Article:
Practice 10 Minute Consultation

Vitamin B-12 deficiency

BMJ 2010; 340 doi: http://dx.doi.org/10.1136/bmj.c2305 (Published 01 June 2010) Cite this as: BMJ 2010;340:c2305
  1. Ben Hudson, senior lecturer
  1. 1Department of Public Health and General Practice, University of Otago, Christchurch 8140, New Zealand
  1. Correspondence to: ben.hudson{at}otago.ac.nz
  • Accepted 19 April 2010

An 85 year old man had a preoperative assessment for a knee replacement. His full blood count was normal apart from haemoglobin 95 g/l and mean corpuscular volume 105 fl. He drank no alcohol. Further testing showed that his vitamin B-12 was low: 90 pmol/l (reference range 160-800 pmol/l). Folate, ferritin, thyroid stimulating hormone, and liver function tests were normal. He had no other medical or surgical history and ate a balanced diet that includes meat.

Vitamin B-12 is found only in foods of animal origin. Dietary B-12 is freed from food protein by pepsin in the acid gastric environment and binds to haptocorrin, a protein secreted in saliva. In the small intestine, haptocorrin is degraded by pancreatic enzymes; vitamin B-12 is released and binds with intrinsic factor, which is secreted by gastric parietal cells. This complex binds to receptors at the terminal ileum and is actively absorbed. A small fraction (1-2%) of the intake of B-12 is passively absorbed across the entire absorptive surface of the gastrointestinal tract. The recommended daily allowance of B-12 is small (2 µg per day) in comparison to body stores (2-5 mg).

What you should cover

Assess clinical evidence of B-12 deficiency

Symptoms of B-12 deficiency include neurological changes such as paraesthesia, numbness, ataxia, and memory loss. Oropharyngeal ulceration and glossitis may occur.

Review the medical history and drugs for possible causes (figure). If suggested by the history, examine for impaired vibration, touch, pain, and position sense and for ataxia.

Figure1

Assessing vitamin B-12 deficiency

Review the results of blood testing for macrocytic anaemia and neutrophil hypersegmentation, which indicate B-12 deficiency. Patients may present with neurological changes of B-12 deficiency but with marginal or no haematological abnormalities. Co-existing iron deficiency may prevent the development of macrocytosis in a B-12 deficient patient; if iron deficiency is suspected then check ferritin.

Myelodysplasia may present with macrocytosis and should be suspected if macrocytosis is accompanied by other haematological abnormalities, such as neutropenia, monocytosis, thrombocytopenia, or thrombocytosis. A blood film should be requested and a haematology referral made. Myeloma may also present with macrocytosis and should be considered when bone pain, recurrent infection, or hypercalcaemia are present; serum electrophoresis should be requested.

What you should do

Decide whether your patient has clinical B-12 deficiency

Interpreting B-12 levels is difficult. Concentrations of B-12 vary greatly between individuals and agreement between different commercial assays is poor: patients with clinical deficiency may have “normal” results on some assays and low results on others. Correlation between B-12 concentration and response to B-12 replacement is poor, so although a normal result does not rule out clinical deficiency, a low result does not necessarily indicate the need for treatment. Pregnancy and oral contraceptives can cause low B-12 levels without true deficiency, and patients with underlying haematological disorders may have artificially high levels (myeloproliferative disorders) or low levels (myeloma, severe neutropenia) that do not reflect true stores. Where there is neurological or haematological abnormality and low or borderline low B-12, give a course of treatment and reconsider ongoing replacement if there is no response.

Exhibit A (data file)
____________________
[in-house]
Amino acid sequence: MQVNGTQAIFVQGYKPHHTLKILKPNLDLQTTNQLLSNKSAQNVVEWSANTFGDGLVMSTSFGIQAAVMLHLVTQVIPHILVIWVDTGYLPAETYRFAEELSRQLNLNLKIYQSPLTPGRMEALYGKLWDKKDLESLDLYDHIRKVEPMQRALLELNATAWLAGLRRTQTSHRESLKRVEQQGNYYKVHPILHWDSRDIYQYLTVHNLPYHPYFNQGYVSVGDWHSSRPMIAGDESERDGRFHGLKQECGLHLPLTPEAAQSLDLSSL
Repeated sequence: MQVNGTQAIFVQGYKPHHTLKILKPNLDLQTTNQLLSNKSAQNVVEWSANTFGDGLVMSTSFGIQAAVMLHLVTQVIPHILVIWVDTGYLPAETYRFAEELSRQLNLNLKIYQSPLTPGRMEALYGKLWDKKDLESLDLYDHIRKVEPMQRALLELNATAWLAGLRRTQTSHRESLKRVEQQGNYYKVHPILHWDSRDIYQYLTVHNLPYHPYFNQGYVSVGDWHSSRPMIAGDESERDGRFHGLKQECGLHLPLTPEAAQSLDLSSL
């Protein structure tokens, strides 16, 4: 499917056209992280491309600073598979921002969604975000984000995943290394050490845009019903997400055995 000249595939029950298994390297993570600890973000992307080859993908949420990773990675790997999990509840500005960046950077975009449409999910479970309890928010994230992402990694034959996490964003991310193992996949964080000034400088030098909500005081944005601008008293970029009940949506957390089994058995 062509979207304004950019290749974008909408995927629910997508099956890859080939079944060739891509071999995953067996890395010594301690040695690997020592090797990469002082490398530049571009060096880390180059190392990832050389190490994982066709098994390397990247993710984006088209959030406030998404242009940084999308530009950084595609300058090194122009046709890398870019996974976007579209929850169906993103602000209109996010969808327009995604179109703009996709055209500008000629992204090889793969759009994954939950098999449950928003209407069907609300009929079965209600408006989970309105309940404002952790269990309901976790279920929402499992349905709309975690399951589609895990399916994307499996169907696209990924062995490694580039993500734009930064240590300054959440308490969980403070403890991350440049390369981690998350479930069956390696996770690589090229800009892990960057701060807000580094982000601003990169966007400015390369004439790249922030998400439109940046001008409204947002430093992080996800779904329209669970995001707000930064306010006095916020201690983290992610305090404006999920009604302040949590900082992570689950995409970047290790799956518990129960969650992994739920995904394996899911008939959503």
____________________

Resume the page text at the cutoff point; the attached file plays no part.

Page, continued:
Consider the cause

The first step in clarifying the cause of B-12 deficiency is to check for pernicious anaemia (figure). Intrinsic factor antibodies are highly specific (nearly 100%) but poorly sensitive (about 60%) for pernicious anaemia. Parietal cell antibodies lack specificity, so are less useful. The value of testing where there is a probable cause (gastric surgery or dietary deficiency, for example), or in elderly patients with clear B-12 deficiency, is debated, as treatment is the same regardless of the underlying cause. The Schilling test is no longer widely available.

Consider referral

Refer to a gastroenterologist if malabsorption due to inflammatory bowel disease or coeliac disease is suspected. Pregnant women with B-12 deficiency need urgent haematology advice, as interpreting B-12 levels in pregnancy is particularly difficult and B-12 deficiency is associated with pregnancy complications and birth defects.

Treatment

Hydroxocobalamin 1 mg by intramuscular injection three times a week for two weeks and then every three months.

Monitoring

Check a full blood count at eight weeks to confirm a return to normal haemoglobin values and cell volume. In anaemia needing urgent confirmation that the cause is B-12 deficiency, a reticulocyte count one week after start of treatment will be markedly raised if B-12 deficiency is the cause. Further monitoring not needed after haematological or symptom response.

Information for patients

Further reading

  • Galloway M, Hamilton M. Macrocytosis: pitfalls in testing and summary of guidance. BMJ 2007;335:884-6. doi:10.1136/bmj.39325.689641.471

  • Hvas AM, Nexo E. Diagnosis and treatment of vitamin B12 deficiency—an update. Haematologica 2006;91:1506-12.

Notes

Cite this as: BMJ 2010;340:c2305

Footnotes

  • This is part of a series of occasional articles on common problems in primary care. The BMJ welcomes contributions from GPs.

  • Competing interests : None declared.

  • Provenance and peer review: Not commissioned; externally peer reviewed.

  • Patient consent not required (patient anonymised, dead, or hypothetical).